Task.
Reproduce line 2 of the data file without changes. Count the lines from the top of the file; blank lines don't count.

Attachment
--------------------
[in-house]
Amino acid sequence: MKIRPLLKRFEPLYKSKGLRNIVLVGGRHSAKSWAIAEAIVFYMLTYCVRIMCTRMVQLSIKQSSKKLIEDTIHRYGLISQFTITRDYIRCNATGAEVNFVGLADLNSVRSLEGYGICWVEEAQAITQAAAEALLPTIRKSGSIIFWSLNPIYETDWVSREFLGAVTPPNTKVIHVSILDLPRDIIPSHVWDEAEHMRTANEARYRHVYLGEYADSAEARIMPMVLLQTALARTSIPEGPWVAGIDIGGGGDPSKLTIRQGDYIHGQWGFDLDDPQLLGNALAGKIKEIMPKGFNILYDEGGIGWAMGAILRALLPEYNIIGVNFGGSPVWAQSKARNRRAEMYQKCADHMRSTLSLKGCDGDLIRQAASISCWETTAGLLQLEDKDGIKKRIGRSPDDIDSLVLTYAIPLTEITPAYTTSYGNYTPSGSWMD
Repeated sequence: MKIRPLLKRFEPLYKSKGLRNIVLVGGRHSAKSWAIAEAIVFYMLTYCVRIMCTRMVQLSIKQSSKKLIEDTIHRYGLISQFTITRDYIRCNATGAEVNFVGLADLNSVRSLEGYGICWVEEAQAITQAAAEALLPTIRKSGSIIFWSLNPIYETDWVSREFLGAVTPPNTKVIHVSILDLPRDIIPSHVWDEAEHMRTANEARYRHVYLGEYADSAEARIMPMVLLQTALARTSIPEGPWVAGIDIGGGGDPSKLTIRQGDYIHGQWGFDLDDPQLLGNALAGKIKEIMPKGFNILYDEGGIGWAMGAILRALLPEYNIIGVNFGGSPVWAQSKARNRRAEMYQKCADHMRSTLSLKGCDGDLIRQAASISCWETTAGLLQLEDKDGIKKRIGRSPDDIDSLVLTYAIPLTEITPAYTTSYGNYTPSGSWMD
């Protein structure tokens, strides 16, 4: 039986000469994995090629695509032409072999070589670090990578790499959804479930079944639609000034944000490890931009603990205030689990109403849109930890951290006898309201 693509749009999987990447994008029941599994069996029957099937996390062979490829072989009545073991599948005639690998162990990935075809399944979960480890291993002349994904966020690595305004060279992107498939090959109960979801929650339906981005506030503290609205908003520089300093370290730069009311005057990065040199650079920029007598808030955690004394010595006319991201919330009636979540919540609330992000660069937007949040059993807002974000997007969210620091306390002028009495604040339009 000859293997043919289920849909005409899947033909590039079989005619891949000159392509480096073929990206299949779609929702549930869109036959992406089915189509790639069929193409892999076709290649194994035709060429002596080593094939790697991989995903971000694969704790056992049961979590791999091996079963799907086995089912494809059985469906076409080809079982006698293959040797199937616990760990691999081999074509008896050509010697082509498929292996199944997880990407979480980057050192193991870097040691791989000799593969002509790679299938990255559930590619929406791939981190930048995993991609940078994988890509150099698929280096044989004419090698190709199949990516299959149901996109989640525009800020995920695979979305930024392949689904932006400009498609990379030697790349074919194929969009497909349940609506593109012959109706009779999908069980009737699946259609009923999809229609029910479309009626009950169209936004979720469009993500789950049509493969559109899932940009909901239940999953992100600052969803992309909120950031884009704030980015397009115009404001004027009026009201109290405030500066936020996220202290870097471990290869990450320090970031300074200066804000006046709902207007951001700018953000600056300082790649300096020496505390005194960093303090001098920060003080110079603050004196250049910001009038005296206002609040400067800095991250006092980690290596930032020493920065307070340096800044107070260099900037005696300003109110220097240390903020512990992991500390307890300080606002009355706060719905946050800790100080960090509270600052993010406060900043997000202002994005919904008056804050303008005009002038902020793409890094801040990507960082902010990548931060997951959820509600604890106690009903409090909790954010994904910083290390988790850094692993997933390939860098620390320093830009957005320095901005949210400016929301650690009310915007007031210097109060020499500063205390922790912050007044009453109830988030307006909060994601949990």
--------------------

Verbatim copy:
Amino acid sequence: MKIRPLLKRFEPLYKSKGLRNIVLVGGRHSAKSWAIAEAIVFYMLTYCVRIMCTRMVQLSIKQSSKKLIEDTIHRYGLISQFTITRDYIRCNATGAEVNFVGLADLNSVRSLEGYGICWVEEAQAITQAAAEALLPTIRKSGSIIFWSLNPIYETDWVSREFLGAVTPPNTKVIHVSILDLPRDIIPSHVWDEAEHMRTANEARYRHVYLGEYADSAEARIMPMVLLQTALARTSIPEGPWVAGIDIGGGGDPSKLTIRQGDYIHGQWGFDLDDPQLLGNALAGKIKEIMPKGFNILYDEGGIGWAMGAILRALLPEYNIIGVNFGGSPVWAQSKARNRRAEMYQKCADHMRSTLSLKGCDGDLIRQAASISCWETTAGLLQLEDKDGIKKRIGRSPDDIDSLVLTYAIPLTEITPAYTTSYGNYTPSGSWMD